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Technology Developed to Make Memory Devices with Chitosan from Crab Shells
Bio-friendly Memory Devices
Technology Developed to Make Memory Devices with Chitosan from Crab Shells
  • By Cho Jin-young
  • January 13, 2015, 05:41
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An electron microscope image of silica (grey) coated on the surface of gold nano-particles (black). A silica shell with a similar thickness is formed on each of the gold nano-particles.
An electron microscope image of silica (grey) coated on the surface of gold nano-particles (black). A silica shell with a similar thickness is formed on each of the gold nano-particles.

 

A Korean research team has successfully developed a technology to produce memory devices using chitosan extracted from crab shells. This technique is expected to be usable when making memory devices for eco-friendly and bio-friendly electronic equipment in the future.

Lee Jang-sik, professor of the Department of Materials Science and Engineering at Pohang University of Science and Technology.​Lee Jang-sik, professor of the Department of Materials Science and Engineering at Pohang University of Science and Technology (POSTECH), announced on Jan. 12 that his research team has succeeded in developing bio-friendly memory devices based on chitosan extracted from the shell of crustaceans like crabs or shrimp.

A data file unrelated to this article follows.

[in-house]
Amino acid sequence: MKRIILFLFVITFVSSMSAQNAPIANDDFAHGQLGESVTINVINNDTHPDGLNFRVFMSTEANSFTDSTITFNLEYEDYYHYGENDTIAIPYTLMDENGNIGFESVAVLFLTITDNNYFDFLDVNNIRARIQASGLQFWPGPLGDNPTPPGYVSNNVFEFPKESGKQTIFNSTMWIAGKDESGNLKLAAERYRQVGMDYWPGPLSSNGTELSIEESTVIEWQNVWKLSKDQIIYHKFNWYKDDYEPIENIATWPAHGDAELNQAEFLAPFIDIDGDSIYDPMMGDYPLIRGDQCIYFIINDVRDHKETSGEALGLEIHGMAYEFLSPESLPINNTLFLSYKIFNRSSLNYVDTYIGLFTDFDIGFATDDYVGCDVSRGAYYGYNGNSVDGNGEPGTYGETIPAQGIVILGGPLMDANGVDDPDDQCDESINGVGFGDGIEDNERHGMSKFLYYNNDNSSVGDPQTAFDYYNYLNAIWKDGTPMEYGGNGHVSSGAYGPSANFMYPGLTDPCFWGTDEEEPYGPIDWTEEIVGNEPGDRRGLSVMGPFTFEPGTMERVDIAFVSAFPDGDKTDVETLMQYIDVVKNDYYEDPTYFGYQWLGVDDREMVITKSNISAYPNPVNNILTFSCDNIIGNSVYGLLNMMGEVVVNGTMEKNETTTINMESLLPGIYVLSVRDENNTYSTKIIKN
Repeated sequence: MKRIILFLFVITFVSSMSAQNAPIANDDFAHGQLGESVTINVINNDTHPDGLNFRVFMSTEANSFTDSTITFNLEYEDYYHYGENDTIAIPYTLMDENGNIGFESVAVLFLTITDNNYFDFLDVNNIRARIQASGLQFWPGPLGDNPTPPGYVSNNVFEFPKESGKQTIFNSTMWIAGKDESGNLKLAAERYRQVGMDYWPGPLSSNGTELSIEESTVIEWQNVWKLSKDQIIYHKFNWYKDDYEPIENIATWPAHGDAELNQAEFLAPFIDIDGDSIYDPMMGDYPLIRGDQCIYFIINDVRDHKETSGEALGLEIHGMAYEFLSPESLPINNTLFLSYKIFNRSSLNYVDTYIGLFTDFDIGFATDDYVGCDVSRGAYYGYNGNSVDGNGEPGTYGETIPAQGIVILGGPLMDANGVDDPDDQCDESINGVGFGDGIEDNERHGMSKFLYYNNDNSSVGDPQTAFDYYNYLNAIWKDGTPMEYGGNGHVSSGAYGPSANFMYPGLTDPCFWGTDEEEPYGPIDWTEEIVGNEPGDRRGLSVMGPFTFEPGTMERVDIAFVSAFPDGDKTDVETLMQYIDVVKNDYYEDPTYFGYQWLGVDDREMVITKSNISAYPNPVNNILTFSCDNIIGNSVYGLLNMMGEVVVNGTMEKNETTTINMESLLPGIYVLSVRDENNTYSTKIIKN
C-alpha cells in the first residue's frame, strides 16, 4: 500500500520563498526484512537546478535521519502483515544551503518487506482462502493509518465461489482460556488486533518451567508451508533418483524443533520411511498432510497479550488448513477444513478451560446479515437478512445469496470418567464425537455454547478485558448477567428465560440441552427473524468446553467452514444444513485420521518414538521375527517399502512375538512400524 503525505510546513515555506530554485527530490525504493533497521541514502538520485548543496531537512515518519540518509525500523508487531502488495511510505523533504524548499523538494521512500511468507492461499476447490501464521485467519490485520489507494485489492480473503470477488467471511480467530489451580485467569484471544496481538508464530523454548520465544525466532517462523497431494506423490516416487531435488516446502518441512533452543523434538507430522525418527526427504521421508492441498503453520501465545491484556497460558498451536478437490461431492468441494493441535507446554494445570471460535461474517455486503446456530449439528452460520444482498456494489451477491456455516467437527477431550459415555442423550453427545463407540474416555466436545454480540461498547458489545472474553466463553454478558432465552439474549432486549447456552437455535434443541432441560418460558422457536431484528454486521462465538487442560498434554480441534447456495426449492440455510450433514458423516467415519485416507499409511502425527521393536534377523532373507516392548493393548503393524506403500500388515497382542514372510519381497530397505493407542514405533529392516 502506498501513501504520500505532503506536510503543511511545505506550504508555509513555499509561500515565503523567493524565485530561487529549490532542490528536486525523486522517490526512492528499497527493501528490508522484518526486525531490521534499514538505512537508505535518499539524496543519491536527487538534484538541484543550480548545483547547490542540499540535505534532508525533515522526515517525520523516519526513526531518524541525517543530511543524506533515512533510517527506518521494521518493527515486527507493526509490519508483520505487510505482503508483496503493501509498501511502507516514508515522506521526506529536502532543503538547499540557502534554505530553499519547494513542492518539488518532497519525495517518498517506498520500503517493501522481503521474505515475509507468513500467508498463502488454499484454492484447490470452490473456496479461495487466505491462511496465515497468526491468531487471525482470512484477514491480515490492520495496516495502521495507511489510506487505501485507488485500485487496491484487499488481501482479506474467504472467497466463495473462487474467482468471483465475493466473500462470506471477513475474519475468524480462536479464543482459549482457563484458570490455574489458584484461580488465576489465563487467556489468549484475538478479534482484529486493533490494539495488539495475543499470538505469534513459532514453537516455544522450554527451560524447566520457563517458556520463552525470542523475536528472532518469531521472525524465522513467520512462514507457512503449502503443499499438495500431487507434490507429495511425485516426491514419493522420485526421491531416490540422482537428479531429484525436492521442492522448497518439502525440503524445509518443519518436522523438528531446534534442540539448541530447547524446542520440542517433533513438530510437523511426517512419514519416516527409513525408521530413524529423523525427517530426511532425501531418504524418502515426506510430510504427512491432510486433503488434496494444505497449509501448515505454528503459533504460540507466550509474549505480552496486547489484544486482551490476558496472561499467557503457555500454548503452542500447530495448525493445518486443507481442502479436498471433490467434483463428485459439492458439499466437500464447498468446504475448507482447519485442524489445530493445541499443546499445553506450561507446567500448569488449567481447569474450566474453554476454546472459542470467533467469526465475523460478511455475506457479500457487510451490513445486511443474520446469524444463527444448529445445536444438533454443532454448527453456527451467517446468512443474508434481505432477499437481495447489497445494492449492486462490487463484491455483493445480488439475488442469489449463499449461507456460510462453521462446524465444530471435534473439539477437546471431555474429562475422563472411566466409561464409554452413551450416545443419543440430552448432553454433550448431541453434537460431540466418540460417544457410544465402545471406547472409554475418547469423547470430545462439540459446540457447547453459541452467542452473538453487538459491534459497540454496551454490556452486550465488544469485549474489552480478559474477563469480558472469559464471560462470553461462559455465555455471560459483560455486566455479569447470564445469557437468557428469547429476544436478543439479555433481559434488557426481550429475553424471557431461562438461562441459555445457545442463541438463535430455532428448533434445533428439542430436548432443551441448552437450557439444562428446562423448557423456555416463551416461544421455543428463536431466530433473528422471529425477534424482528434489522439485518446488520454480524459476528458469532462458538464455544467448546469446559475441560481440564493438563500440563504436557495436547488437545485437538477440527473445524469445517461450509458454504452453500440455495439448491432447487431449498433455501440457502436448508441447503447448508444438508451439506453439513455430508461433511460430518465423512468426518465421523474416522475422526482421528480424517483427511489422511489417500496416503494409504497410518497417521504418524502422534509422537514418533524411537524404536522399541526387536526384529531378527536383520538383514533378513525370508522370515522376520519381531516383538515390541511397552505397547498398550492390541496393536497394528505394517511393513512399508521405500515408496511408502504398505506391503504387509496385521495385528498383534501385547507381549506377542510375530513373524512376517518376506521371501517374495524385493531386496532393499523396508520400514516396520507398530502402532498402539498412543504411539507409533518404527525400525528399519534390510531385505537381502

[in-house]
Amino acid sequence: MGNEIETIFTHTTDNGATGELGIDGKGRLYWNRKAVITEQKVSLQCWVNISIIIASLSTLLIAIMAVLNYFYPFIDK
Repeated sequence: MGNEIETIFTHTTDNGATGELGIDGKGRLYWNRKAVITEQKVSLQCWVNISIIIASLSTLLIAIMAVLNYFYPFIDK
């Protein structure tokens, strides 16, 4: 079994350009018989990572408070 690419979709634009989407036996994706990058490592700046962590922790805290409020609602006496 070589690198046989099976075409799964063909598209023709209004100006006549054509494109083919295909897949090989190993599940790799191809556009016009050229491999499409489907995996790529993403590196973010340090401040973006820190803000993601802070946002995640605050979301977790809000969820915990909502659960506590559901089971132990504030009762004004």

The newly-developed chitosan-based device can satisfy the product performance necessary for memory devices in terms of durability and the ability to store information. In particular, the device uses by-products of seafood, and thus it is not expensive to manufacture.

Most of all, the new memory device is likely to be utilized in many areas, since it can be attached to or inserted in the skin, unlike existing silicon devices. Therefore, it could be used in the medical engineering area to make next-generation capsule-type endoscopes, artificial muscles, artificial organs, and patch-type electronic devices.

Professor Lee explained, “We started our research with the aim of making safe and eco-friendly memory devices.” He added, “I think that our team could manufacture chitosan-based devices on the surface of the flexible substrate.”

The research findings were first published online on Dec. 5 by Advanced Materials, a weekly scientific journal published by Wiley-VCH.